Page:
“A lot of what we see in athletes that just train all the time and never give themselves adequate recovery is often portrayed as toughness. What I’ve realized over the years is it really is a weakness. It’s an insecurity that you’re not good enough to recover like other athletes: I’m not good enough to do that; I need to keep training; I can’t take time off; I can’t take easy days.” -Alberto Salazar
|Sometimes you've gotta take some time off from the chase.|
Today I realized that, after typing my fingers off in December and the first part of January, it's been three weeks since I posted anything. I wish I could say that it's been performance art -- a witting illustration that, in blogging well as in racing, one can't go out too fast without risking a blow-up long before the finish line. But it hasn't been anything quite like that. I had no advice in mind. Instead, I was just thinking about other things.
After training for 13 months nonstop, I took the month of December off by design. I was mentally exhausted and physically broken from my bike wreck and subsequent death march in Cozumel, and I just couldn't imagine doing anything structured. I'd envisioned taking a few weeks to goof off with step aerobics or whatever silliness struck my fancy before dialing things in once more starting January 1st, with an eye toward a solid 16-week training block heading into Boston. Instead, I got to January and tried to crank it up, but it wasn't happening. I'd get home from work and, instead of looking forward to a ride or a run, I'd really want nothing more than to read a book with a glass of wine. I realized that it had been a very long time since I'd really had time to dedicate to interests other than training, and I'd forgotten that I have quite a few of them. What's more, a close-order-drill of massive deadlines at work and some challenges in my personal life conspired to ensure that my mind was on anything but training.
Interestingly, in the last couple of weeks, I've gotten a couple of unsolicited emails from people who have been struggling with just the opposite problem: they've found themselves, in late January and early February, dead on their feet and displaying all of the classic symptoms of overtraining. I can relate to what they're going through. There have been many winters in the last few years when the last race of the season has only spurred me to buckle down twice as hard in the winter months to ensure that I'm poised for a PR-shattering season come the following April. It's been effective to an extent, but it's also true that I plateaued for a number of years without understanding why. In fact, it took me four years -- from June 2007 through July 2011 -- to lower my times at the half-Ironman and Ironman distances. It was only after doing something completely different last winter by doing zero cycling or swimming for five months, and focusing only on running, that I was able to make progress. Revealingly, despite that exclusive focus on running all the way through late April, when the summer races rolled around, I set PRs not only on the run leg of triathlons, but also on the bike and swim legs.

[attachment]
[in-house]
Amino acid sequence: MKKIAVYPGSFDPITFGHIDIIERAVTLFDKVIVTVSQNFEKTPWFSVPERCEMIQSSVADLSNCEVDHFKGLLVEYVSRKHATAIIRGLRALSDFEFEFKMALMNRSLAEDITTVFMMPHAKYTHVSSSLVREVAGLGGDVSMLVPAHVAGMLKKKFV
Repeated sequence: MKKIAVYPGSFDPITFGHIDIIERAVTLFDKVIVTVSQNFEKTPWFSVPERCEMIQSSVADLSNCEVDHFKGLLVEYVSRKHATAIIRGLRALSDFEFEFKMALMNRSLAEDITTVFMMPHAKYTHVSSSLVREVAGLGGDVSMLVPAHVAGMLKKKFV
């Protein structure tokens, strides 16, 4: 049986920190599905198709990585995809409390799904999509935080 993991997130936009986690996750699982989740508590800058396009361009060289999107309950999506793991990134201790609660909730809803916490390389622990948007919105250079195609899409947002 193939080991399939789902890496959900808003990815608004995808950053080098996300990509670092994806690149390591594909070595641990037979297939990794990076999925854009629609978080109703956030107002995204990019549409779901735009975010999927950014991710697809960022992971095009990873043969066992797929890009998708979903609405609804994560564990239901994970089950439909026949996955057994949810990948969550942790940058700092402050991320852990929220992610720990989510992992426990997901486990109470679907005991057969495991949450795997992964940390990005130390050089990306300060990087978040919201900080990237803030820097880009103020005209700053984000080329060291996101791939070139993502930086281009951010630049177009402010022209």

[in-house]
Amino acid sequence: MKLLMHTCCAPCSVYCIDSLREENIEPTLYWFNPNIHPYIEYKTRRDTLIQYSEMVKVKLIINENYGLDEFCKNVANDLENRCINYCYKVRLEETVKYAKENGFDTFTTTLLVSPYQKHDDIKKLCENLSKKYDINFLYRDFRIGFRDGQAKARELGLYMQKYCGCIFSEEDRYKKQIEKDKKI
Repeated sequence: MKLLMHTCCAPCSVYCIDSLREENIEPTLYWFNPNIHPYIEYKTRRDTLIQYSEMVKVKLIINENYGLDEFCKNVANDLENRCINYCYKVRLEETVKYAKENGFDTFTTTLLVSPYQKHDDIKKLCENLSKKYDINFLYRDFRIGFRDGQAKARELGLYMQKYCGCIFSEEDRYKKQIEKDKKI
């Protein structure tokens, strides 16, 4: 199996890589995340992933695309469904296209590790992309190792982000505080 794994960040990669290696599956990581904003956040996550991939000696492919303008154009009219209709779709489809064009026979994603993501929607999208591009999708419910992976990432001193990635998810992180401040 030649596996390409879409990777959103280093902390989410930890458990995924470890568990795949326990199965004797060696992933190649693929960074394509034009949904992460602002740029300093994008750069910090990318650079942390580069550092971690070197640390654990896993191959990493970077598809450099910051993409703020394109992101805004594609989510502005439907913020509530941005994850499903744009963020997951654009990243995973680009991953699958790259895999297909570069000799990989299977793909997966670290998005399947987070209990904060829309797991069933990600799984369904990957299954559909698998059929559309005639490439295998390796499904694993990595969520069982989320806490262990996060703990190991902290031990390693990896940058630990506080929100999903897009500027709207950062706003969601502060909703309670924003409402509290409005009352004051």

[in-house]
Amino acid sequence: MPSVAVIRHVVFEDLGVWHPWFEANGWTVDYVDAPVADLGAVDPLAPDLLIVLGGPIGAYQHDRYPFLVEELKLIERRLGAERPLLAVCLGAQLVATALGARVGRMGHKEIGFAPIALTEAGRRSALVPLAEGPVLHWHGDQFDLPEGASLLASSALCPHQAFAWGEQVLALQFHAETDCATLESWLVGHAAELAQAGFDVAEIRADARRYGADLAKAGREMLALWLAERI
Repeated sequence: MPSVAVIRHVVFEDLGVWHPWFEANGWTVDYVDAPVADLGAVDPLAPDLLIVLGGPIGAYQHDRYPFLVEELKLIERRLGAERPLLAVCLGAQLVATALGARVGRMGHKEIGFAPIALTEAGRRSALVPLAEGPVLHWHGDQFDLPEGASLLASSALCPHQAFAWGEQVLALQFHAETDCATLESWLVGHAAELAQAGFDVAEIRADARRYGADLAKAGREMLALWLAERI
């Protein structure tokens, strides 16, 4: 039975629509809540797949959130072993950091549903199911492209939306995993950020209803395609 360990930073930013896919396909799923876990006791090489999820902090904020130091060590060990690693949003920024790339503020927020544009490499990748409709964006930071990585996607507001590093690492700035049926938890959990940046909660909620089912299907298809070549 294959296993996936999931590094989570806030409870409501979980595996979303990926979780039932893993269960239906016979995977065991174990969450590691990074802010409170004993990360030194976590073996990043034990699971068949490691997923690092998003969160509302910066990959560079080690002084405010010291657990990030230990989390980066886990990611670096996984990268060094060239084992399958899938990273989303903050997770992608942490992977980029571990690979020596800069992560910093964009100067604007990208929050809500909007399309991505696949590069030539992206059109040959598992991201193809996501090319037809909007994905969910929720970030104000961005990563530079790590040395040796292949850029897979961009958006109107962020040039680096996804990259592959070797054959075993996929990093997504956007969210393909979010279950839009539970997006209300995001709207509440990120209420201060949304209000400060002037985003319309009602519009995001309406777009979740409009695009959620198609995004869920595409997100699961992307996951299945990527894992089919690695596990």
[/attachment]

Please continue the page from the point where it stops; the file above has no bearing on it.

I think the Salazar quotation at the top of this post is exactly right. Unfortunately, it's the sort of quotation that many people will deem quasi-profound but won't actually embrace until they discover it for themselves. "Rest is great!" they'll think, as they're on their way to the pool at 5:00 a.m. on a cold January morning, having slept for four hours. "I could really use some of that, but I'm working my ass off, and that'll show come Ironman Wisconsin in September."
Maybe so. But maybe not -- and at what cost to the rest of one's life? Training for hours every day year-round, and adding extra credit beyond the training plan, ultimately is a form of mental insurance: If an athlete errs on the side of overtraining, he ensures that, if a race doesn't go his way, he at least can tell himself that he could have done nothing more. Surely there's solace in that literal truth, but it misses the point that, in a more profound sense, he might have done more by doing less. As Salazar said, it takes confidence and bravery to trust one's body enough to take rest as seriously as training.
At the moment, I suppose a mathematician might say that I'm testing the theoretical limits of the proposition that one gets stronger through rest. I find myself 9 weeks out from Boston and struggling mightily on my long runs. But I've stayed afloat through tough workouts for the last week, and I feel myself getting stronger by the day. Who knows what'll happen come April? Maybe I won't crack three hours, but that wouldn't be the end of the world. Training is an important part of my life, but I refuse to make it the only part when my mind and body are telling me not to. Epic races are terrific fun and wonderful motivation, but I won't make them golden calves. And who's to say that the trick to taking a big step forward isn't first to have the confidence to take a small step back?